What You Give, You Will Receive In Return

During this last year, a gentleman I became friends with lost his father. It was this loss that turned us into friends and taught me how showing compassion for someone else will be returned to you when you really need it.

I got to know Frank and his father via my dog walks in the Great Kills Seaside Nature Wildlife Park. As I walk my dogs in the park at least twice a day, I ran into Frank and his father on a regular basis and always made it a point to chat with them for a few minutes.

Most of the conversations were your typical social chats, but we did start to get to know each other a bit. What I remember the most about this father and son was how devoted this son was to his father and how much he genuinely cared for his dad. I also remember how painful it became for Frank when his dad started to show obvious signs of dementia and his overall health started to fail.

I didn’t see Frank for a while until one day, he showed up at my front door. He visited me to tell me that his father had passed away just a few days ago and he wanted to let me know this. I invited Frank inside and we talked for a while. Frank was very sad and openly wept as he told me how his father passed.
I felt very sad for Frank as I saw how much pain he was in. As I had gotten to know Frank fairly well, I told him that if he ever needed to talk he should either just come to my home or call me and we could go for a walk in the park.

Seaside Nature Wildlife Park in Great Kills Staten Island

Seaside Nature Wildlife Park in Great Kills Staten Island

Frank visited my home a few more times over the next few weeks and asked if he could talk. I was happy that he decided to take advantage of my offer. Each time he visited me, he told me how much he missed his dad, told me stories about his dad, and did a lot of crying. Frank is a fairly big guy with a pretty tough exterior, but this loss was hitting him hard.
One day, I suggested that we walk in the park. This was the beginning of what would become a ritual that took place for more than a year. With each walk, Frank confessed how much he missed his dad and how heartbroken he was. In the first few months of these walks, ne could barely walk very far without breaking down and crying. He was always apologetic for crying. In return, I kept telling him “it’s OK, you don’t need to apologize”.

It took many months and many walks in the park, but life went on and Frank started to come to terms with is dad’s passing. All during this time, Frank would tell me how grateful he was to me for being there for him and listening.

Within the last few months, I personally ran into some issues that had a very negative impact on my life. I started to become very depressed and was in need of some help. I reached out to an old friend who I thought would have been very happy to lend some compassionate support to me. Unfortunately, it appears that this old friend was going through some of his own issues and really didn’t want to be bothered with my issues.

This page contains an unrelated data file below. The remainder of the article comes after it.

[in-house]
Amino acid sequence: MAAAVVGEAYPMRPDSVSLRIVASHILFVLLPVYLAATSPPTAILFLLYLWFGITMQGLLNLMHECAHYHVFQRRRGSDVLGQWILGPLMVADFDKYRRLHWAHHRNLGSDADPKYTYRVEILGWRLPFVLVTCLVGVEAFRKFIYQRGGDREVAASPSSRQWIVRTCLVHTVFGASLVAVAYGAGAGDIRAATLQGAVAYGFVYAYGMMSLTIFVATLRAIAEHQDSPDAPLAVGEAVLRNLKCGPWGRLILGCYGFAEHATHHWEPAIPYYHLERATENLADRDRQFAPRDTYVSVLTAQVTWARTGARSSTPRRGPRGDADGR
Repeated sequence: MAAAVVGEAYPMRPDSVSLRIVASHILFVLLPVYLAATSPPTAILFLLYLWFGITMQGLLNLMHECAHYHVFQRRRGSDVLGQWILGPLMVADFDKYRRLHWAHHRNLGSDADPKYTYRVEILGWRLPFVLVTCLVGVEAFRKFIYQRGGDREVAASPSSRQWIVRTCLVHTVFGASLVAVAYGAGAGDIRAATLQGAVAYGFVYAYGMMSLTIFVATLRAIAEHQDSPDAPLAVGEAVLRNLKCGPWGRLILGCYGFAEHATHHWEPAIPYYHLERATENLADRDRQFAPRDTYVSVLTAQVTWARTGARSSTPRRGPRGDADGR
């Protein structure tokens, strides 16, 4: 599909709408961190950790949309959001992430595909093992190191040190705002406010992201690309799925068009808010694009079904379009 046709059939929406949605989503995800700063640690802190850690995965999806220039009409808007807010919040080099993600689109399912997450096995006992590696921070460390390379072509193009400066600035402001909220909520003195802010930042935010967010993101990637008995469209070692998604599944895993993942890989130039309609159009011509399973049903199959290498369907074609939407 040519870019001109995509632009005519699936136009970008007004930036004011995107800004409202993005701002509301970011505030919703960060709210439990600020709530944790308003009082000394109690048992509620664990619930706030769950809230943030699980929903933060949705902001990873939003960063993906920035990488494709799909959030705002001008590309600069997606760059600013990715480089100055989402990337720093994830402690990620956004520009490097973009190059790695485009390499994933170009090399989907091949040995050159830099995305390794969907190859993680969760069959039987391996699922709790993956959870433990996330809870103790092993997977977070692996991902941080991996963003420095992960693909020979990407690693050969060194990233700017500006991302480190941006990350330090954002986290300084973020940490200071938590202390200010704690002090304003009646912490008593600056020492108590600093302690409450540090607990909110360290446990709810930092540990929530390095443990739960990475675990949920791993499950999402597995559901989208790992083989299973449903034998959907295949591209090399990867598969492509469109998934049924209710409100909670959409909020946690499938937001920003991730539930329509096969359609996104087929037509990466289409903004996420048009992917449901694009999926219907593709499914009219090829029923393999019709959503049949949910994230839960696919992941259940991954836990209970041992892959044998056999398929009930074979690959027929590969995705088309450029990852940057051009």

Frank noticed that I was becoming withdrawn and wearing my unhappiness openly. He asked me what was going on and I spoke openly about the challenges I was facing. Something magical happened at that point. After showing compassion and kindness to this person who was really still somewhat of a stranger to me, the tables had turned. Every day or two, Frank would either text or call me just to see how I was doing. He was now showing compassion and kindness to me. I was absolutely floored by the support that Frank started to show to me.

I learned several lessons from my time with Frank. And of all the lessons that I learned, possibly the greatest lesson was that the compassion that you show to others does come back to you.

As we go through our daily routines, when you see someone that appears “down”, simply ask “how are you doing”. This seemingly insignificant gesture can start a dialog in which you find out that this person may be in need of some support and compassion. Listen attentively to what they have to say and offer them as much support and compassion as you are able to. Your efforts will make a difference and may be exactly what someone needs during their difficult times. Then, when you need someone to lend you their compassion, the compassion that you have given to others will come back to you.

If you enjoyed reading this, please be sure to tell people about The Compassion Center. All comments are welcome.

By | December 29, 2014|
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